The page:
There are always going to be things to do. Lot’s of things are important and oftentimes it’s very hard to prioritize them all. Health, happiness, family, money, hobbies and commitments are all things we have to juggle everyday. Like many of you, I have chosen to put financial independence and retirement high on that list as well but I’ve been realizing more and more that I need to take time to enjoy the ride. Life is short and none of us know how much time we have on this earth. Rather than wish it away on a day that may never come it’s best to optimize happiness as much as possible.

I’ve come to the realization, especially after having kids that life isn’t all about saving and delaying gratification. In fact I’ve been guilty of being too extreme in the past and causing distress in my family because of having too tight a grip on spending. I’ve had to step off the gas a bit and realize that raising kids will affect my finances but spending time with them and having fun is so much more valuable than money.

That being said the best case scenario is to already be financially independent before you have kids. Unfortunately my knowledge of finances, investing and retirement weren’t where they needed to be in order to make that happen. In fact I had no idea that early retirement was even a thing until late in my twenties. And while I look back and certainly could have and would have made drastic changes if I was armed with the knowledge I have today, there is no going back. Luckily I still have lot’s of time and I’ve already made great strides. The good thing about seeing lost opportunities is that it has motivated me to help others become financially independent and to avoid making the same mistakes I have made.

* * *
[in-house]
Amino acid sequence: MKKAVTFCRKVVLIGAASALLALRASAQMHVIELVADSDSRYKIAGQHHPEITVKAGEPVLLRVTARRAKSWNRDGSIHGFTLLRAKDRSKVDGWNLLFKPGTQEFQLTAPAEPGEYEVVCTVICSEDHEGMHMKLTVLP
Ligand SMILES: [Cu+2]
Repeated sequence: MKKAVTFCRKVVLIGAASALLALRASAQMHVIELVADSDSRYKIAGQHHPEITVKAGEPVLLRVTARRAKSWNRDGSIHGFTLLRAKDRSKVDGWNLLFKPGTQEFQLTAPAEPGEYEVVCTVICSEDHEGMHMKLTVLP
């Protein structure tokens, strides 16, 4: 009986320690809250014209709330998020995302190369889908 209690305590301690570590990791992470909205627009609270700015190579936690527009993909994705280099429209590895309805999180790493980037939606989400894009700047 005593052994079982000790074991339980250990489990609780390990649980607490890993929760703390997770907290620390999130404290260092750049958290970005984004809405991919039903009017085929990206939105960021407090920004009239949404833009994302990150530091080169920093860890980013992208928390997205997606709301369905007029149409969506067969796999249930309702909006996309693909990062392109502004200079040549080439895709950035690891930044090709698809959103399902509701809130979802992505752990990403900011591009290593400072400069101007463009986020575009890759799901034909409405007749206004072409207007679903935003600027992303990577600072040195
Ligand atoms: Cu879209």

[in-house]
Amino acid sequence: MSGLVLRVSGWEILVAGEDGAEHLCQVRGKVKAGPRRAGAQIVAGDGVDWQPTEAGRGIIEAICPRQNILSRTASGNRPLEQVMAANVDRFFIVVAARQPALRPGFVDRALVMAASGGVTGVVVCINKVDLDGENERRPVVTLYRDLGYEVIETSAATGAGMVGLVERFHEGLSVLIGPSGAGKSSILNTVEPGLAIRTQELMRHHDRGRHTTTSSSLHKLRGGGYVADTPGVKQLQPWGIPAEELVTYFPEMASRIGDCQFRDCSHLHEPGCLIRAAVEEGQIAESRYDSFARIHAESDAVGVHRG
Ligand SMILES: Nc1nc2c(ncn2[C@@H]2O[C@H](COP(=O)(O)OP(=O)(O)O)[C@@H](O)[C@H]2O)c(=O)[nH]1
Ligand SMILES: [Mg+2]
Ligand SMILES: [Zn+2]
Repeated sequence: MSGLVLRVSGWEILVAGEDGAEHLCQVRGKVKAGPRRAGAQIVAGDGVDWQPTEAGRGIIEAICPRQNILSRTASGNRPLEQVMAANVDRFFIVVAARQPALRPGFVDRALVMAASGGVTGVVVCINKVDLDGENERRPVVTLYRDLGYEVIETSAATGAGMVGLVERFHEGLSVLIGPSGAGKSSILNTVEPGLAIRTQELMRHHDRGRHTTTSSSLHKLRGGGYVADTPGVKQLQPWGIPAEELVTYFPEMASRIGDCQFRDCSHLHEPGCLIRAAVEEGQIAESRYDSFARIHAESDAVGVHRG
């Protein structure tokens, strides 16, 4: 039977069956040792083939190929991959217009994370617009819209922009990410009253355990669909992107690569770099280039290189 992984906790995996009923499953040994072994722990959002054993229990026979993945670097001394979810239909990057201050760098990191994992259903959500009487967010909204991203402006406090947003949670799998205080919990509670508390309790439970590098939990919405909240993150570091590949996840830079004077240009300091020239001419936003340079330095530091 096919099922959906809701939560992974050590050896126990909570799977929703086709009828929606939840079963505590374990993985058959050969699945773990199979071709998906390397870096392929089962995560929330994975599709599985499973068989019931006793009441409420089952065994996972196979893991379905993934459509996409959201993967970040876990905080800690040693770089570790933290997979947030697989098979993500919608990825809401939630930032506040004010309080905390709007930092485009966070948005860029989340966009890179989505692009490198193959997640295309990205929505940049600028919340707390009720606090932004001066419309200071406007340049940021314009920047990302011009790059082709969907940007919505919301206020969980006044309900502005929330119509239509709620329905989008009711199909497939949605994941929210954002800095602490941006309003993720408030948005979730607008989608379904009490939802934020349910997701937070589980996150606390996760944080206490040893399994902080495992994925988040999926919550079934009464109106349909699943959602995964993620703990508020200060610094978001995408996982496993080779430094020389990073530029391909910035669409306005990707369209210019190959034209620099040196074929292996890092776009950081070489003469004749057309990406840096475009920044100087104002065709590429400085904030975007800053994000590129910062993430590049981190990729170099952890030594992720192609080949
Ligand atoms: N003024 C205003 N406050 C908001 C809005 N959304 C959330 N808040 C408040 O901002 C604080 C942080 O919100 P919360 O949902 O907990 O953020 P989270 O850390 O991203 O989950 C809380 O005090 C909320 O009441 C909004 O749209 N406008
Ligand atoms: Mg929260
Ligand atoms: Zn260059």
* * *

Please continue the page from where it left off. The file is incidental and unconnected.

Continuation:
The cool thing about financial independence is that you can approach it at whatever speed works for you. I do suggest you find something that balances the potential pain of going without with the things that make you happy while still saving a good chunk of money each month. There are some who choose to live in RV’s and save nearly 90% (this probably would be me without a wife or kids) and there are some who enjoy their lifestyles so much that they are only saving enough to retire at 65. Both scenarios are ok if you’re happy at the end of the day. I think the key is finding the level that works for you and to continually be investing the excess in broad based index funds like VTSAX or the S&P 500.